Identity Theft Is A Serious Risk for Moving Companies

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Last month, an Atlanta man hired a random moving company he found online, put down a deposit for his move, and …

You know where this is going.

The “company” the man hired, he soon found out, was not a real moving company. It was a scam website that used the name of a real moving company located across the country in California. This scam website, the victim told Atlanta’s WSB-TV, even linked to the real company they alleged to be’s website.

The only victim, in this case, was the man who hired the scammers—a man who happened to be a lawyer with the skills and resources to get his money back. Meanwhile, the real moving company out in California would have had no idea what was happening if the man hadn’t reached out to them. But things could have turned out much differently. They usually do.

What do they do?

We see it all the time: someone sets up a phony moving company using a real moving company’s name to appear legitimate, then proceeds to swindle people out of their money, not only by charging a deposit for their non-existent services, but by using the victim’s credit card information to make additional charges. Or in some cases, just go shopping.

But the scam can also affect the moving company whose name has been stolen. Victims can start posting bad reviews on the real moving company’s Yelp page, filing complaints with the Better Business Bureau, or even contacting law enforcement authorities in an effort to get their money back while trying to make sure no one else uses these “scammers”. The effects for the legitimate moving company can be devastating.

How do they do it?

All businesses have an Employee Identification Number, or EIN, which works sort of like a social security number. These numbers are a matter of public record and are readily obtainable, sometimes even online. It doesn’t take a lot of imagination to see that this right here can cause problems.

But that’s not the only piece of your company’s identity floating around out there; Besides your company name, address and phone number being readily available, some states require businesses to display their business license on the wall of their establishment, with their state registration information framed and hung for all to see.

With any of these few bits of information – printed out on a copy of your company letterhead, an extra nice touch as The Balance explains – it can be fairly easy for a person to set up a line of credit in your company’s name.

The savvier scammers out there even know how to change the information on your state registration files, one of the many additional schemes that Business ID Theft tells us to look out for. Spend some time reading through the various steps you can take to protect yourself and your company.

While you’re at it, check this page to review your business filings, and make sure you’ve kept up to date with all the required paperwork.

Here are some simple things you can do to prevent company identity theft:

  • Run periodic credit checks on your company
  • Read through your monthly credit card and bank statements carefully
  • Check Yelp for any false reviews
  • Be aware of your social media presence. Who’s posting what about you or what’s on your own Facebook page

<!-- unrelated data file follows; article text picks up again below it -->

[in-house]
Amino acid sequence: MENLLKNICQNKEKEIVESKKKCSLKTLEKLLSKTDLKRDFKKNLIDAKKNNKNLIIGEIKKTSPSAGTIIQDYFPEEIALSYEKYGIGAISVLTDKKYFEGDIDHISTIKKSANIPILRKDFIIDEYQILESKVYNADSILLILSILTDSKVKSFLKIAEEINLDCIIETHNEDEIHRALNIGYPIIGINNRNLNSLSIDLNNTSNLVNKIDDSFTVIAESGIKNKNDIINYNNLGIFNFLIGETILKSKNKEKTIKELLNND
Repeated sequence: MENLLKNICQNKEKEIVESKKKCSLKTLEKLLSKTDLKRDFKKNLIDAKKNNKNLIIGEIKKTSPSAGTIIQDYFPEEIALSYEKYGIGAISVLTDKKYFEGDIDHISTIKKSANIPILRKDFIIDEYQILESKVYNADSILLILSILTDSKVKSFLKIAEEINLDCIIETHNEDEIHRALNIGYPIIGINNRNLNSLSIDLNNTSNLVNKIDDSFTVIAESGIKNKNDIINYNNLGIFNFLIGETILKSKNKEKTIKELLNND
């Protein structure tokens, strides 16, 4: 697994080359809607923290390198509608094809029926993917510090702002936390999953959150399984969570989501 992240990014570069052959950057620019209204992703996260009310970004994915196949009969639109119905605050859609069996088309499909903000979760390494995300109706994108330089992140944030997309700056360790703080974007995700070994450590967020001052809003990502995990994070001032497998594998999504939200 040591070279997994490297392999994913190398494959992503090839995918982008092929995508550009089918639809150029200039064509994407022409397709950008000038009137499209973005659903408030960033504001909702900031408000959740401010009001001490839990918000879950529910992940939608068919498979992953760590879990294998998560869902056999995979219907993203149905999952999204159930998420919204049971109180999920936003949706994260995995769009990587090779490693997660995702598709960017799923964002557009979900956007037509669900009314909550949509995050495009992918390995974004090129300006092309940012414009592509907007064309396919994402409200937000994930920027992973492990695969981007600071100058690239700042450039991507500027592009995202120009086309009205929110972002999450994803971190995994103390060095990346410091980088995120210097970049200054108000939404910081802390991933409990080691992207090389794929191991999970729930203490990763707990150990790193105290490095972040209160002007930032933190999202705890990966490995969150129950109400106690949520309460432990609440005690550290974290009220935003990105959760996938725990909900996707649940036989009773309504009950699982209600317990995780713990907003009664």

• Monitor your BBB rating if you are an active member
  • Set up a Google Alert for your own company’s name
  • Simply Google your company name every once in a while

Making sure you don’t end up with a sullied reputation is, sadly, a part of doing business. But you’ve worked hard to build up your business and your good name. Take the necessary steps to make sure no one out there destroys it.

First Help, THEN Yelp: Movers Screwing Over Comedians

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[Synopsis: Pushing your customers around is never a good idea. Especially when they’ve got pull.]

You hear the one about the comedian who won his case against the moving company?

The comedian had a better delivery.

Groan. 

Honestly, the honest truth is stranger than any joke I could come up with. I’ll prove it with two stories of moving companies not playing nice with their comedian customers.

The first story involves a comedian and his couch and a moving company who allegedly demands that Mr. Funny write and post a review on Yelp before the movers show up. Mr. Funny doesn’t think this is very funny and the situation quickly heads in a downward spiral.

The moving company was embroiled in controversy after Burgess posted onto social media a private text conversation with the movers in which he was referred to using a gay slur. He, of course, finally left them their review.

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After the mayhem, the folks accused of this funny business claimed they were never in touch with Tituss Burgess, the comedian who just wanted his couch to be somewhere else. “They suspect that someone is using the company’s name and reputation to do business as them,” we are told. What we are not told is where Mr. Burgess’s couch is.

Our second story is also not funny at all. In fact, it is so not funny it’s almost hard to believe. But comedian Kurt Braunohler lays it all out in the Yelp review on his facebook page:

“…Then, after your movers moved all of my mom’s earthly possessions onto their truck, they presented me with a bill for five times the quote. When we called you and explained the situation, you blamed me for being naive enough to believe the quote. You told me I should be aware of moving costs and know that was too low. When we explained that my mom had just died you told us “aww, get a hotel room and hug it out.”

Wow.

Comedians are funny. That’s their job. Our job is to move things. And yeah, we like to have a little fun on the job when we can.

But some things just aren’t funny.

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